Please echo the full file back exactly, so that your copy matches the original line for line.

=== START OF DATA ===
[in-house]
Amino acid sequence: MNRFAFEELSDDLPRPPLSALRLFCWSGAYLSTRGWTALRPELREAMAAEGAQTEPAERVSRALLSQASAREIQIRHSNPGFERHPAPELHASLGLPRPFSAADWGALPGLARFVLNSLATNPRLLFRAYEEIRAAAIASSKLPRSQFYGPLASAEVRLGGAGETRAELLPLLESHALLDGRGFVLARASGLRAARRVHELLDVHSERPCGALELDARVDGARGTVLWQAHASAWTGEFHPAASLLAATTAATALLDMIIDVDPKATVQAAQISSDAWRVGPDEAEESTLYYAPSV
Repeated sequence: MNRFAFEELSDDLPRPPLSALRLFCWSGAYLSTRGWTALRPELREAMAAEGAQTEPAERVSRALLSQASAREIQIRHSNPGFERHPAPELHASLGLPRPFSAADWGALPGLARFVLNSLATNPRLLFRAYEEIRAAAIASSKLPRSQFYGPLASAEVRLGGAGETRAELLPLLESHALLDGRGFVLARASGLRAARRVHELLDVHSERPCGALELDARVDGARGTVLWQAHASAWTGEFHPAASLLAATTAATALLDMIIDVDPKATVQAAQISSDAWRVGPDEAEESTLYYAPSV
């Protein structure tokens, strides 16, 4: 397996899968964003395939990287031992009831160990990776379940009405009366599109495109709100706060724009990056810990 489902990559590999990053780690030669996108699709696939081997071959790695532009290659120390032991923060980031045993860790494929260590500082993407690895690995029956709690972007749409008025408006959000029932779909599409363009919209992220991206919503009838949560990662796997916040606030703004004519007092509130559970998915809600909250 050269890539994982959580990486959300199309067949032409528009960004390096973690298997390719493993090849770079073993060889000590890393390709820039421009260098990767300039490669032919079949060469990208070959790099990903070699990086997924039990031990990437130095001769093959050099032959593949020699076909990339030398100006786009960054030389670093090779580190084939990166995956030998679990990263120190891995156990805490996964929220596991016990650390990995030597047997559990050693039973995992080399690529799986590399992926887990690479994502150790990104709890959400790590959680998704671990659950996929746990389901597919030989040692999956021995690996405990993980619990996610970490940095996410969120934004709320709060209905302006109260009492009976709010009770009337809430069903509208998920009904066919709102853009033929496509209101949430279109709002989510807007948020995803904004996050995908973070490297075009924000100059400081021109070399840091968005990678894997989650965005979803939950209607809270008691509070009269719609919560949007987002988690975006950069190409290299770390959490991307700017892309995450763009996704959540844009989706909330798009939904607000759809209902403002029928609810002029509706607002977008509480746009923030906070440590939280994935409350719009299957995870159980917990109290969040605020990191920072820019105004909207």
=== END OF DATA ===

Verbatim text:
[in-house]
Amino acid sequence: MNRFAFEELSDDLPRPPLSALRLFCWSGAYLSTRGWTALRPELREAMAAEGAQTEPAERVSRALLSQASAREIQIRHSNPGFERHPAPELHASLGLPRPFSAADWGALPGLARFVLNSLATNPRLLFRAYEEIRAAAIASSKLPRSQFYGPLASAEVRLGGAGETRAELLPLLESHALLDGRGFVLARASGLRAARRVHELLDVHSERPCGALELDARVDGARGTVLWQAHASAWTGEFHPAASLLAATTAATALLDMIIDVDPKATVQAAQISSDAWRVGPDEAEESTLYYAPSV
Repeated sequence: MNRFAFEELSDDLPRPPLSALRLFCWSGAYLSTRGWTALRPELREAMAAEGAQTEPAERVSRALLSQASAREIQIRHSNPGFERHPAPELHASLGLPRPFSAADWGALPGLARFVLNSLATNPRLLFRAYEEIRAAAIASSKLPRSQFYGPLASAEVRLGGAGETRAELLPLLESHALLDGRGFVLARASGLRAARRVHELLDVHSERPCGALELDARVDGARGTVLWQAHASAWTGEFHPAASLLAATTAATALLDMIIDVDPKATVQAAQISSDAWRVGPDEAEESTLYYAPSV
């Protein structure tokens, strides 16, 4: 397996899968964003395939990287031992009831160990990776379940009405009366599109495109709100706060724009990056810990 489902990559590999990053780690030669996108699709696939081997071959790695532009290659120390032991923060980031045993860790494929260590500082993407690895690995029956709690972007749409008025408006959000029932779909599409363009919209992220991206919503009838949560990662796997916040606030703004004519007092509130559970998915809600909250 050269890539994982959580990486959300199309067949032409528009960004390096973690298997390719493993090849770079073993060889000590890393390709820039421009260098990767300039490669032919079949060469990208070959790099990903070699990086997924039990031990990437130095001769093959050099032959593949020699076909990339030398100006786009960054030389670093090779580190084939990166995956030998679990990263120190891995156990805490996964929220596991016990650390990995030597047997559990050693039973995992080399690529799986590399992926887990690479994502150790990104709890959400790590959680998704671990659950996929746990389901597919030989040692999956021995690996405990993980619990996610970490940095996410969120934004709320709060209905302006109260009492009976709010009770009337809430069903509208998920009904066919709102853009033929496509209101949430279109709002989510807007948020995803904004996050995908973070490297075009924000100059400081021109070399840091968005990678894997989650965005979803939950209607809270008691509070009269719609919560949007987002988690975006950069190409290299770390959490991307700017892309995450763009996704959540844009989706909330798009939904607000759809209902403002029928609810002029509706607002977008509480746009923030906070440590939280994935409350719009299957995870159980917990109290969040605020990191920072820019105004909207």